A looming catastrophic global financial crisis?

by Anis Chowdhury | Published: 00:00, Sep 14,2018


FOR a while a number of leading financial luminaries like Goerge Soros, Bill Gates and pundits, have been predicting another financial crisis. Peter Dittus and Herve Hamoun, two former senior officials of the Bank of International Settlements, in their recent jointly-authored book, ‘Revolution Required: The Ticking Bombs of the G7 Model’, warned that the global financial system is waiting to explode because of the reckless and wrong policies of the major developed countries. Yilmaz Aykuz, former Director at the United Nations Conference on Trade and Development largely agrees in his, ‘Playing with Fire’ and analyses its implications for developing countries.
Events during the last few months seem to be vindicating the fear. The Indonesian rupiah has been under pressure in line with the overall trend of emerging market currencies, since early this year. India’s rupee struggles against the US dollar – now at its lowest point, as South Africa’s rand heads towards its weakest level. While Brazil’s real was in free fall in June, Argentina’s peso was unable to recover its lost values forcing Argentina to go to the IMF amidst national protests. Meanwhile, Turkey’s Lira has slipped into a dangerous territory. As Turkey struggles to stabilise its lira, the exposure of European banks and the threat of another global finance crisis heightens.

Why this vulnerability?
IN AN opinion piece (New Age, 30 July 2018), I have highlighted some of the fundamental weaknesses of the global economic governance architecture that are at the core of this vulnerability. These include the non-existence of any commonly agreed system of international finance since the collapse of the Bretton Woods System in August 1971 and the use of a national currency (the US dollar) as the reserve currency. This puts asymmetric burden on adjusting (deficit) countries vis-à-vis surplus countries and ensures spill-overs from the US monetary policy on other countries. Thus, countries are forced to accumulate dollars as a precautionary measure, sacrificing their option to invest in socially desirable projects.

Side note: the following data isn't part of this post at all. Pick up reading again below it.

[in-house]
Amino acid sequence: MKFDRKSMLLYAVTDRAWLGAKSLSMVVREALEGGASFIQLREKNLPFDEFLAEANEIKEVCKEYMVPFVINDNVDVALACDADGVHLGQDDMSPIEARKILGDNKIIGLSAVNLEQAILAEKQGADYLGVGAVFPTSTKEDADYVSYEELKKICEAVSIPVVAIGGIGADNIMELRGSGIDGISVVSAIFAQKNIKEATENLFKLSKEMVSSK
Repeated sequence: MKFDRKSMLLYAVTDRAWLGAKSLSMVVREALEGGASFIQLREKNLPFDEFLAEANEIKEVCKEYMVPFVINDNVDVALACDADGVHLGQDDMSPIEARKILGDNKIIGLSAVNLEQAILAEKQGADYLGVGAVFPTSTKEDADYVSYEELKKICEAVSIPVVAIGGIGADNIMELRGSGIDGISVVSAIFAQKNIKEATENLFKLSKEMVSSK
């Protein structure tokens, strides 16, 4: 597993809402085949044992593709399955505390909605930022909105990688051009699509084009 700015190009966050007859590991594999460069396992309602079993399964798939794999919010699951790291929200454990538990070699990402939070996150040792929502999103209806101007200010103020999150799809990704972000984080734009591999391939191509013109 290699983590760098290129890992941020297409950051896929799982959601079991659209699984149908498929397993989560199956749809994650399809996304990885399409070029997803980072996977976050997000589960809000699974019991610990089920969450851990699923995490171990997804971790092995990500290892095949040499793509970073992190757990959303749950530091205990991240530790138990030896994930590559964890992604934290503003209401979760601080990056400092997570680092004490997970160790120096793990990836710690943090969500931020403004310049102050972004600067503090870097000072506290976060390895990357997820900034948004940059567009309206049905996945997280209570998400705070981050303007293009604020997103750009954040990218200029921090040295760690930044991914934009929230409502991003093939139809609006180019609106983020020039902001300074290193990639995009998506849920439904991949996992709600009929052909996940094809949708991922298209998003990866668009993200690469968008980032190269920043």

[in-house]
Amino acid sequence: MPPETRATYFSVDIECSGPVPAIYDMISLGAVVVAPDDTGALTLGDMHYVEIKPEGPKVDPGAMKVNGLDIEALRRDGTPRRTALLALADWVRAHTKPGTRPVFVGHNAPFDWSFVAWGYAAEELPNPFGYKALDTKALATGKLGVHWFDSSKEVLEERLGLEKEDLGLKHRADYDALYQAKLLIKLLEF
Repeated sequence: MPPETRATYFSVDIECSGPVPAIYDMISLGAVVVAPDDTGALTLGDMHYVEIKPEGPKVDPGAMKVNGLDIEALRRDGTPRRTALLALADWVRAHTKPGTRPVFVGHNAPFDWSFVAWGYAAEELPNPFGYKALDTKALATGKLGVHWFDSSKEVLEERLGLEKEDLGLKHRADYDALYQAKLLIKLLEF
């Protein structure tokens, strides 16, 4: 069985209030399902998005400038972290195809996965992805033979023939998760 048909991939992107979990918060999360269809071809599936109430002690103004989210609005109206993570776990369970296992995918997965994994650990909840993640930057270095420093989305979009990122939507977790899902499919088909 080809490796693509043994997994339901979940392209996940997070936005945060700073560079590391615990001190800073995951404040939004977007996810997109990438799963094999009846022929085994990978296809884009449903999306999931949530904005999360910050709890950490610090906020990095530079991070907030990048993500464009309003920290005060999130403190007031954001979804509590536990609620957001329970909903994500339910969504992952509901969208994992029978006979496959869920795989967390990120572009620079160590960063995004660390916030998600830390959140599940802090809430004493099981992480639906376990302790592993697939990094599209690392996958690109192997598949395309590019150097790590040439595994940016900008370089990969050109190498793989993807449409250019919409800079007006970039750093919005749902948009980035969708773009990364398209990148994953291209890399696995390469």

Policy makers not only missed the opportunity to address these weaknesses in the wake of the 2008-2009 Great Recession, but also pursued misguided policies that have only compounded the problem. Having eschewed fiscal policy, they have left the entire burden of recovery to monetary policy. Thus, major central banks, led by the US Federal Reserve, embarked on unconventional expansionary monetary policy which pushed real interest rate to negative territory.
Emerging and developing economies witnessed large inflows of short-term capital as they offered higher returns than the US or other advanced economies following near zero interest rate policy. Thus, the external debt burden of emerging economies grew rapidly to an estimated amount of over $40 trillion during the decade of loose monetary policy in the developed world since the global financial crisis. The combined debts of a group of 26 large emerging markets rose from 148 per cent of gross domestic product (GDP) at the end of 2008 to 211 per cent in September 2017, according to the Institute of International Finance.
Now that the period of easy money is nearing its end, and as the US continues its ‘normalisation’ of monetary policy by raising the policy interest rate, emerging economies are witnessing capital flights back to the US, putting pressure on their currencies.
The availability of easy money meant rising household and corporate debt that fuelled housing and financial asset price bubbles. According to the International Monetary Fund (IMF, Fiscal Monitor, April 2018), global debt levels reached a historic peak of $164 trillion in 2016, amounting to 225 per cent compared to 125 per cent of global GDP pre-2008-2009 global financial crisis as global economic growth remains tepid. The IIF reported that debt held by Group of Seven (G7) industrialised nations and the majority of emerging market economies rose to a record $247 trillion in the first quarter of 2018, amounting to 318 per cent of their GDP.
Rising debt levels pose serious downside risks for the global economy. The problem is compounded by non-transparent cryptocurrencies and shadow banking. As the domino effect spreads through debt defaults with further rises in interest rates while income growth remains subdued, the world is likely to plunge into a catastrophic financial crisis for a number of factors.

Diminished response capability